The total fertility rate (TFR) gives an indication of the number of children an average woman will have in her lifetime. The size of the population remains stable if the total fertility rate is a little over two, allowing for some mortality during infancy and childhood. This so‐called “replacement rate” is around 2.1 children per women for industrialised countries but it may be higher for poorer countries.

Total fertility rates vary considerably in the Asia/Pacific region (Figure 3.4). In 2016, women in the region had on average 2.4 children compared with OECD countries at 1.7 children. Fertility rates in island countries such as Timor-Leste and Samoa are high with women having four children or more on average. By contrast, fertility rates are lowest in Korea and Singapore at around 1 child per woman. Armenia, China, Japan, Thailand, Hong Kong (China) and Macau (China) all also have TFRs that are below the OECD average.

Birth rates have declined sharply over the last decades. The TFR average across the Asia/Pacific region fell by almost 3 children per woman from 1970 to 2016. OECD member countries in the region, with the exception of Korea, experienced a slower decline in the TFR at less than 1.5 children per woman on average. The Maldives recorded the largest decline in the TFR, from over seven children per woman in 1970 to 2.1 in 2016. No country had higher TFRs in 2016 than in 1970. Kazakhstan and Macau, China, are the two only economies which had higher TFRs in 2016 than in 1995.

Women in poor economies have much higher fertility rates than women in wealthier economies (Figure 3.5). In 2016, women in OECD and East Asian economies had the fewest children compared with the greater Asia/Pacific region. As more women gain higher educational attainment and pursue labour market careers, they tend to postpone having children and/or have less children altogether.

In countries where birth rates for adolescent girls are high – and where many young people are married (see Marriage and divorce), overall fertility rates are also relatively high (Figure 3.6). Adolescent fertility rates are lowest in Korea and the Korea DPR. They remain high at around 60 births per 1 000 women aged 15-19 in Lao DPR; Nepal and the Philippines. They are highest in Bangladesh at 85 births per 1 000 women aged 15-19, almost three times the Asia/Pacific average (29 per 1 000) and over six times more than the OECD average (13 per 1 000).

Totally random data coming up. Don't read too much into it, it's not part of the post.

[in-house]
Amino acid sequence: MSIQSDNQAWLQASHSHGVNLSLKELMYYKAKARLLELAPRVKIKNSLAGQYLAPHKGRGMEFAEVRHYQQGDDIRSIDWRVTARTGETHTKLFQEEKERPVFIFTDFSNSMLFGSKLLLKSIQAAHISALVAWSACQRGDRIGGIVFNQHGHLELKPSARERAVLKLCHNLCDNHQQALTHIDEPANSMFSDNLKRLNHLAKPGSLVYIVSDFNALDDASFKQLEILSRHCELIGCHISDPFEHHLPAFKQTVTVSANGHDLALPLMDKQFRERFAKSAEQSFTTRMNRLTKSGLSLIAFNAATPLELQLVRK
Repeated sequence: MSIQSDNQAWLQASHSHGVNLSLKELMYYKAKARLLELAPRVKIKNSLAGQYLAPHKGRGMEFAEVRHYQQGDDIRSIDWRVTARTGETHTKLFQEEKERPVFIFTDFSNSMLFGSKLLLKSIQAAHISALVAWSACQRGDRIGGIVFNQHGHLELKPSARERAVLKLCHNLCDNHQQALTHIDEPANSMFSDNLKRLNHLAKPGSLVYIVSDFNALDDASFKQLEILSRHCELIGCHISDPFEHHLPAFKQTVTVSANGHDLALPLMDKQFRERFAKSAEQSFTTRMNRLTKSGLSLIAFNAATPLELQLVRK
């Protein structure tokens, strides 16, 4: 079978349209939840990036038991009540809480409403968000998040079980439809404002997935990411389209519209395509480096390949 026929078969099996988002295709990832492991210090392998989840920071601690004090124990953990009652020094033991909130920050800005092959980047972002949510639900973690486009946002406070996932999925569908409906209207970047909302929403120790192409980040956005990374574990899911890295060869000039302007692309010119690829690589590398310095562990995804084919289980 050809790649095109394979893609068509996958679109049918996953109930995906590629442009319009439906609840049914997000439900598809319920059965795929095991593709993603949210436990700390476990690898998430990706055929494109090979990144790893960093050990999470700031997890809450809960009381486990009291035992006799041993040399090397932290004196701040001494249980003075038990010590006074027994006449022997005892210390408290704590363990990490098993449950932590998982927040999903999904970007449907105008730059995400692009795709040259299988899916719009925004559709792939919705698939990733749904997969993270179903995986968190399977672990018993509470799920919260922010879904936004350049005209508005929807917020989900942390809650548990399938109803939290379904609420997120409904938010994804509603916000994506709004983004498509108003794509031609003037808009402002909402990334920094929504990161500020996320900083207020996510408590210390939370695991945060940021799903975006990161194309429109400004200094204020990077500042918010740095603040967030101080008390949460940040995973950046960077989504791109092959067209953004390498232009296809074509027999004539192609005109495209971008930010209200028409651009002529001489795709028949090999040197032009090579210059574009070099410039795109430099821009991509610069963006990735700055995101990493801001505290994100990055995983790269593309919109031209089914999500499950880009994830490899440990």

Definition and measurement

The total fertility rate (TFR) in a specific year corresponds to the number of children that would be born to each woman if she were to live to the end of her childbearing years and if the likelihood of her giving birth to children at each life stage followed the currently prevailing age-specific fertility rates. The adolescent birth rate is defined as the annual number of births per 1 000 women aged 15 to 19.

The data presented here are extracted from the World Bank’s World Development Indicators which for population data uses the United Nations Population Statistics as its key source (http://esa.un.org/wpp). These population statistics are based on administrative “vital registration” data, census data and/or survey data, and the quality of these sources is likely to vary across countries. For GDP per capita, see previous indicator “GDP per capita”.

Further reading

United Nations (2017), World Fertility Data 2017 (POP/DB/Fert/Rev2017).

OECD (2018), “SF2 .1 Fertility rates”, OECD Family Database, http://oe.cd/fdb.

Figure 3.4. Despite rapid declines, fertility rates in Asia/Pacific are still higher than in OECD
Number of children per woman aged 15 to 49, in 1970, 1995 and 2016 or nearest years

World Bank, world Development Indicators, http://data.worldbank.org/indicator.

 StatLink http://dx.doi.org/10.1787/888933899793

Figure 3.5. Richer countries have lower fertility rates

World Bank, world Development Indicators, http://data.worldbank.org/indicator.

 StatLink http://dx.doi.org/10.1787/888933899812

Figure 3.6. Countries with high fertility tend to also have high adolescent birth rates

World Bank, world Development Indicators, http://data.worldbank.org/indicator.

 StatLink http://dx.doi.org/10.1787/888933899831

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